Animal Diseases

Rabies

NEW!!  Rabies Control Training

A Rabies Control Training Session will be held Tuesday, November 18, 2014, at the Great Wolf Lodge & Conference Center, 1400 Great Wolf Drive, Wisconsin Dells, 53965, from 9:00 a.m. - 4:30 p.m. Registration begins at 8:30 a.m. The course fee is $55.00, which includes training and exam materials, a morning snack, and lunch. Registration fees are non-refundable. Attendance is very limited.

This course is open to any personnel interested in rabies control methods and procedures. The course provides basic information on rabies control laws, including animal quarantine procedures, animal observation skills and rabies specimen submission. The course also provides certification upon successful completion. Certification is required for trained observers for local alternative rabies control programs approved by WDATCP under Wisconsin Administrative Code Chapter ATCP 13.

Register Online

General Rabies Information

Rabies and Bats

What is rabies and how does it spread?

Rabies is a viral disease that affects the central nervous system. It is transmitted from infected animals to other animals and humans. The exposure is nearly always through a bite, but rabies can also be transmitted if a rabid animal scratches a person or if its saliva comes into contact with broken skin.

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Which animals commonly carry the rabies virus?

All mammals are susceptible to rabies. In Wisconsin, skunks and bats are the most likely animals to carry the rabies virus, although rabies also has occurred sporadically in dogs, cats, foxes, raccoons and livestock.

How can rabies transmission be prevented?

There are many ways that you can prevent the transmission of rabies, some of which are:

  • Vaccinate your dogs, cats, ferrets, and other animals against rabies.
  • Enjoy wildlife from a distance.
  • Do not let pets roam free.
  • Cover garbage cans securely and do not leave pet food outside.
  • Prevent bats from entering your home. If you find a bat in your home, follow the instructions below to catch the bat.

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What are the signs of rabies in animals?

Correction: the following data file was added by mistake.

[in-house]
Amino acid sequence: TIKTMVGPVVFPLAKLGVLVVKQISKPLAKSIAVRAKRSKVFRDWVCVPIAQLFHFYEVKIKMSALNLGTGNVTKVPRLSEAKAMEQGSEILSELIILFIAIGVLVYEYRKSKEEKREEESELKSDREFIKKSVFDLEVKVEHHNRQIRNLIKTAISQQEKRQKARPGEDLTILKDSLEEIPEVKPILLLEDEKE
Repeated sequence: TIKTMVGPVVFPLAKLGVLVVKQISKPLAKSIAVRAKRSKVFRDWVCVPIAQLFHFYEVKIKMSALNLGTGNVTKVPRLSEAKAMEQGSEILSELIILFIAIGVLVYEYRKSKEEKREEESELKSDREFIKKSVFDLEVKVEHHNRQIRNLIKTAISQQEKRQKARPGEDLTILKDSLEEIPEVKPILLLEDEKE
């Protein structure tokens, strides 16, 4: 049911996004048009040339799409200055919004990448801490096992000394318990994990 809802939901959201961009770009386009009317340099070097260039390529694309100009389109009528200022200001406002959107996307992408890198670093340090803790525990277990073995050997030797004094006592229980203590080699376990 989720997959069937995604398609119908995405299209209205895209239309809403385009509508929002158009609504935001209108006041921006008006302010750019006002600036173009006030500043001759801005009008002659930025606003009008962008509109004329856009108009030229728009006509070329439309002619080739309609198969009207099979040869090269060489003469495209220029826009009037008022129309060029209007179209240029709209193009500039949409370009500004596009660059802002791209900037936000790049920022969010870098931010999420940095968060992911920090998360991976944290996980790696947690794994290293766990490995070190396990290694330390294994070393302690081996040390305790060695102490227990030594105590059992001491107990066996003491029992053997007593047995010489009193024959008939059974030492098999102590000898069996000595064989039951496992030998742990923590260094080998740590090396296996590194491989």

Signs of rabies are difficult to detect in wild animals because initial signs are subtle.  A family pet might exhibit the following initial signs:

  • Abnormal behavior
  • Loss of appetite
  • Fever
  • Scratching at the bite
  • Sound of the bark changes

As the disease progresses more noticeable signs begin to emerge, including:

  • Agitation
  • Dilated pupils
  • Craving unusual things
  • Confusion
  • Restlessness

Finally, the virus begins to have severe effects on the central nervous system and the animal will show signs of paralysis, such as:

  • Inability to swallow
  • Throat paralysis
  • Choking
  • Dropped lower jaw
  • Excessive drooling and foaming saliva
  • Changes in gait or how they walk

As the paralysis spreads throughout the animal's body, they become unable to move.  The result is a progression from seizure to coma to death.

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What will happen if my cat or dog bites someone?

Whether your dog or cat is vaccinated or not, Wisconsin state law requires that any dog or cat that bites a person is quarantined for 10 days so that it can be observed for signs of rabies. The processes and outcomes of individual situations will vary based on the details. The following are general guidelines for each situation:

Unvaccinated Dog or Cat

  • An officer will order the animal quarantined for a period of at least 10 days after the bite.
  • Within 24 hours the dog or cat must be delivered to an isolation facility for the 10-day observation period.
  • The dog or cat will be held under strict isolation and examined by a licensed veterinarian on the first day, last day and one day during the observation period.
  • If no signs of rabies are exhibited, the quarantine is released.
  • If signs of rabies are detected, the animal is humanely euthanized and the brain submitted for rabies testing.
  • Owner pays all costs incurred in connection with the quarantine.

Vaccinated Dog or Cat

  • An officer will order the animal quarantined for a period of at least 10 days after the bite.
  • Vaccinated dogs and cats may be quarantined on the premises of the owner if the animal is kept in strict isolation or in the home and walked on a leash by a responsible adult.